Economists of all political stripes, both right and left, agree that a better and more effective tool is the basic guaranteed income. Automatically topping up the incomes of people living in poverty using direct automatic payments through the existing tax system has many benefits. It allows families to keep their assets, get off and stay off social assistance, and it negates the need for an expensive bureaucracy to oversee a system of applications, monitoring, and a continuous justification on the part of the recipients.

The system encourages people to find work by giving them the security of an income guarantee without the fear of being worse off by working, unlike the current system with its clawbacks for extra income.

The idea of a guaranteed annual income is gaining traction. In Finland, the Pro-Basic Income Party won the recent national election. Calgary Mayor Nenshi, at the National Poverty Reduction Summit last month in Ottawa, called for a “brave step” toward a basic income guarantee. Edmonton mayor Iveson spoke in favour of it, suggesting that Alberta’s two largest cities should pilot it towards poverty solutions that work.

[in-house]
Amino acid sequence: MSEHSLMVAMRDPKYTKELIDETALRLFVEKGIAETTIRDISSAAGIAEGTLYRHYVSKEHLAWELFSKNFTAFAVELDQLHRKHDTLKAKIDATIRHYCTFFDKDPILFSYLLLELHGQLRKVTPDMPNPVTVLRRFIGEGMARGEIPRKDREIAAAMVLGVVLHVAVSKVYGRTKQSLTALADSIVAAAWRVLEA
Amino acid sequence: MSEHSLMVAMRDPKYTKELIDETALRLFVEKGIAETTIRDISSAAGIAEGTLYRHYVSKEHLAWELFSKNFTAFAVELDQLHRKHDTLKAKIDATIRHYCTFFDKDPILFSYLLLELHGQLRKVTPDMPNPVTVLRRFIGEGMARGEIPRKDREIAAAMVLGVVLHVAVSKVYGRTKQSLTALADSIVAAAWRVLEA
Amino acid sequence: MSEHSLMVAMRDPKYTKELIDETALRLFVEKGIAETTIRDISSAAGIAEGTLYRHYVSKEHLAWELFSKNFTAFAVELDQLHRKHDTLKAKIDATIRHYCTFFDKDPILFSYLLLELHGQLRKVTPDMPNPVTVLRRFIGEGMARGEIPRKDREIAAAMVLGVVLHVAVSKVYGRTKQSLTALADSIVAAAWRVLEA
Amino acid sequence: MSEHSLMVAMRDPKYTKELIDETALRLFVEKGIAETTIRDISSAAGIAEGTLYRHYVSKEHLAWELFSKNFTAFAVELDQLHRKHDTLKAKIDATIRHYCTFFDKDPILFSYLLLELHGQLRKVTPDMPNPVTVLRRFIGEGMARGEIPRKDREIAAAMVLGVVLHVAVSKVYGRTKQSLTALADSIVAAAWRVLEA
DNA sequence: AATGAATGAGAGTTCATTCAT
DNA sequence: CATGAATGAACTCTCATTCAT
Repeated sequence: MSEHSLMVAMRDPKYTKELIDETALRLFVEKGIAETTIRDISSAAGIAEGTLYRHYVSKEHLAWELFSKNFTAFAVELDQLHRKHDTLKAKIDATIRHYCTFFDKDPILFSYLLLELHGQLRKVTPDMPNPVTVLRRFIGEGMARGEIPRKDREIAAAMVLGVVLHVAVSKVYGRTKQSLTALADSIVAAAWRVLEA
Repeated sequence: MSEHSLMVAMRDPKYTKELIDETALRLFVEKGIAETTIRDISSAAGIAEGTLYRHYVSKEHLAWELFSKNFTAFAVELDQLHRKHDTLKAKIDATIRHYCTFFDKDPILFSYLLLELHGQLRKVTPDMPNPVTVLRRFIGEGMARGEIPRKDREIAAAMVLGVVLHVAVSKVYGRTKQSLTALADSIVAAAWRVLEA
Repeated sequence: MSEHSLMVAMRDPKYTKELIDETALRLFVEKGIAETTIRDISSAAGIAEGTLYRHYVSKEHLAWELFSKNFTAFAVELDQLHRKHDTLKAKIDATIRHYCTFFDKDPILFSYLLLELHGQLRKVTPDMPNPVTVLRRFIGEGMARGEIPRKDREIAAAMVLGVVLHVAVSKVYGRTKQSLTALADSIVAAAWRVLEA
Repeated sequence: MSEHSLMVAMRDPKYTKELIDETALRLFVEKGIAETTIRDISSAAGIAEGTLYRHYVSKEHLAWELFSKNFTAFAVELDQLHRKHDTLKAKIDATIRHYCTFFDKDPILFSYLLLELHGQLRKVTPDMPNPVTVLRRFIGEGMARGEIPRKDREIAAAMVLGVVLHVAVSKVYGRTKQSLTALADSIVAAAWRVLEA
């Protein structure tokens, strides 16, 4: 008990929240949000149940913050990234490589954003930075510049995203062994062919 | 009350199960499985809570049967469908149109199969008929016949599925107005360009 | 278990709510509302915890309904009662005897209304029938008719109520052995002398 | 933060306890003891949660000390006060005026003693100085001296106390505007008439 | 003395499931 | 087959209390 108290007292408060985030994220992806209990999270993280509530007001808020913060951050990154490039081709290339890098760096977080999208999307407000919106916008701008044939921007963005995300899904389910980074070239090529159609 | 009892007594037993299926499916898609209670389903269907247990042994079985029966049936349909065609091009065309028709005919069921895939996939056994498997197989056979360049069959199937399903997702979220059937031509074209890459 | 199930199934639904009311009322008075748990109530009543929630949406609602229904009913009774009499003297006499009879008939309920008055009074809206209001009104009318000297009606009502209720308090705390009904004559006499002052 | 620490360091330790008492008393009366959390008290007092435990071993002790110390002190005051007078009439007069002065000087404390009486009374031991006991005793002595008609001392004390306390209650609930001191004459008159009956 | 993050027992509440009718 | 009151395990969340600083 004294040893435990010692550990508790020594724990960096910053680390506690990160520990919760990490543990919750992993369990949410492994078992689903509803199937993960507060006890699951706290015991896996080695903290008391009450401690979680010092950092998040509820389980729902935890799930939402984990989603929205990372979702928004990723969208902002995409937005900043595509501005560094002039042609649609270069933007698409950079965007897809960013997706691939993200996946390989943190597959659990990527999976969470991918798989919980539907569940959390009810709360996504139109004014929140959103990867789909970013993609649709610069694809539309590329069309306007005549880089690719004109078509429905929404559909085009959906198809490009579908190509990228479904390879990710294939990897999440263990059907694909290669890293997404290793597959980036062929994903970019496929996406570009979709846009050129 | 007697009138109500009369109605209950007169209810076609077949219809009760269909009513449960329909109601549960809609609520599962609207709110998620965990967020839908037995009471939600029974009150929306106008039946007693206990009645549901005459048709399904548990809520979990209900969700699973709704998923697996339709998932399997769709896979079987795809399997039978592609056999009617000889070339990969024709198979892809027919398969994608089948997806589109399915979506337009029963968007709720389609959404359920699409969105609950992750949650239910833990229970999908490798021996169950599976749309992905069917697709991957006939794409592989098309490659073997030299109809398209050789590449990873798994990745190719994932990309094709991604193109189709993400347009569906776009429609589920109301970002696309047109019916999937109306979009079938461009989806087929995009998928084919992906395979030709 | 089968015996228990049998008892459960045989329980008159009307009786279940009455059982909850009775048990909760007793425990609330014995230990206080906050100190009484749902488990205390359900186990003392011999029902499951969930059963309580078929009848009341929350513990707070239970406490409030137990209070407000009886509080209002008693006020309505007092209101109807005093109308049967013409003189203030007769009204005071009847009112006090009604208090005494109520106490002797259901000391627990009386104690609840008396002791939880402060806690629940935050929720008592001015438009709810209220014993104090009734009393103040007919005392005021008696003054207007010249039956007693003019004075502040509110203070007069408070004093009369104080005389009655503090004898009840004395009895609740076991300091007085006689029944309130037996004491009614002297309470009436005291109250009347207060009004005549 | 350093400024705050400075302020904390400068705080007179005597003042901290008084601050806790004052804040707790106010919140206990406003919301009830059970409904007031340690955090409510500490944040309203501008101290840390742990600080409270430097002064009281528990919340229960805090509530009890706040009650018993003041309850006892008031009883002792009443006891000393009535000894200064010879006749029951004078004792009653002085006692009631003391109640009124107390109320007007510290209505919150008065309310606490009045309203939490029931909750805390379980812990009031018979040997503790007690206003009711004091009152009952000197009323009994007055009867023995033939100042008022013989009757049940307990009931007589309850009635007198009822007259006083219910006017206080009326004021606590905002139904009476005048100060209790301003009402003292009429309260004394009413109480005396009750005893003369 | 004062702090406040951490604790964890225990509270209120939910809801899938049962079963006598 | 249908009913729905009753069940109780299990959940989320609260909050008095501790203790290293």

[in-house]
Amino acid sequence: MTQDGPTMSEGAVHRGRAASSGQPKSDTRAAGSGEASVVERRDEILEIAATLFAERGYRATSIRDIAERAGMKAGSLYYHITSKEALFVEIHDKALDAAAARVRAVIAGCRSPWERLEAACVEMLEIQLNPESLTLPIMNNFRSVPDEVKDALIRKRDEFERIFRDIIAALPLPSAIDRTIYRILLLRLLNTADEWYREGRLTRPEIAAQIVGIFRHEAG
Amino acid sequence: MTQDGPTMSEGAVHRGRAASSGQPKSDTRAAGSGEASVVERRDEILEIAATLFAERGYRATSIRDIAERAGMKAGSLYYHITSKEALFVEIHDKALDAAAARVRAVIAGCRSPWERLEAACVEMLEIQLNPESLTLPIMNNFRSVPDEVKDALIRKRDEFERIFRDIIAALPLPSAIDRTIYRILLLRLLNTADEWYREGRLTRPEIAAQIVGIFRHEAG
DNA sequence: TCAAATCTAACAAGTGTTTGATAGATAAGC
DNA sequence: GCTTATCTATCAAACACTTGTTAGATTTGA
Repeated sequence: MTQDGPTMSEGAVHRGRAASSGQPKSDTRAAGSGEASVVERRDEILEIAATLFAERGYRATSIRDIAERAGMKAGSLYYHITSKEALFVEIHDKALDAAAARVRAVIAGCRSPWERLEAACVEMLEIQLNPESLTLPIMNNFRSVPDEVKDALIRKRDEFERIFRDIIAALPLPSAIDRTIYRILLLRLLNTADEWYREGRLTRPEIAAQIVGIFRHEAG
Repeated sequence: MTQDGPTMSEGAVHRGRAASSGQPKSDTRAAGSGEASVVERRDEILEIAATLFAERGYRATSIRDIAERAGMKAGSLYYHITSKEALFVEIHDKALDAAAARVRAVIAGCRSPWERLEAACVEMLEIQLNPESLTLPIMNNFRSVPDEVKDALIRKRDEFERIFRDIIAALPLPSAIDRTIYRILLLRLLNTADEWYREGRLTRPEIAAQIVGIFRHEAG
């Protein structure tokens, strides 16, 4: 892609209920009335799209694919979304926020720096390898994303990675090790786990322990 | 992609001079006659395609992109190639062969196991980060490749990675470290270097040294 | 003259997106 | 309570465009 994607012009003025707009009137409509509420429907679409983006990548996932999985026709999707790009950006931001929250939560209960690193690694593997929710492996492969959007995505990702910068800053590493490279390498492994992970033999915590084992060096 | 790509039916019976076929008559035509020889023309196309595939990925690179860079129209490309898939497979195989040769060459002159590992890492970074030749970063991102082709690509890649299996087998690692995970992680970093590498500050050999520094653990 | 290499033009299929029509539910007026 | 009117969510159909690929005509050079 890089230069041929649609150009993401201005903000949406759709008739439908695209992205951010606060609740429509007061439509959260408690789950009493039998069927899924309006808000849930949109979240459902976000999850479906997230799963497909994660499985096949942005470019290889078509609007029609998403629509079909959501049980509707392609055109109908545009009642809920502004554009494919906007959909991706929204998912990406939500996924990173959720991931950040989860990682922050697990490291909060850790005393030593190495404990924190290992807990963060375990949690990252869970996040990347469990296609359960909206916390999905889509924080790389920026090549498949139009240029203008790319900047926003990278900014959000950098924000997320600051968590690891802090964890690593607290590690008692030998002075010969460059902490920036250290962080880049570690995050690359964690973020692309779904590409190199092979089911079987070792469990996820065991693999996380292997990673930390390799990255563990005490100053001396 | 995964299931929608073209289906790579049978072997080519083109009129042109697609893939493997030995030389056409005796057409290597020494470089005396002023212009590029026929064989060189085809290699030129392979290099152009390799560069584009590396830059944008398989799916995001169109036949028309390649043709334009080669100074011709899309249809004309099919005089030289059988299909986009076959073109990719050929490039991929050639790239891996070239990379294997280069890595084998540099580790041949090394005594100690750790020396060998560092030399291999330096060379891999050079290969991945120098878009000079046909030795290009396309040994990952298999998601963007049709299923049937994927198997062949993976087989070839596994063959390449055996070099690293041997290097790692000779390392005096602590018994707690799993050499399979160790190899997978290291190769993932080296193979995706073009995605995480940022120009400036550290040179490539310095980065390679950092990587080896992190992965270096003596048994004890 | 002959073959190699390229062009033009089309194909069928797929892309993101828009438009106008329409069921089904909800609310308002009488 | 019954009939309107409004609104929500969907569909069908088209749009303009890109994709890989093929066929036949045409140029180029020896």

The premier of PEI is on record as supporting a guaranteed income. Groups are sprouting up all over Canada and an international movement towards poverty reduction based on a guaranteed income is growing worldwide.

We in the NWT have the dubious distinction of having the greatest income disparity in Canada. Rather than pursuing the same hopeless techniques for poverty reduction, we need to do something different. It’s time to give a new idea a chance, and the new idea that is most likely to be successful is a basic income guarantee. Where is the pilot study on this potential? We have nothing to lose but poverty. Let’s at least look into it and include it on our transition papers.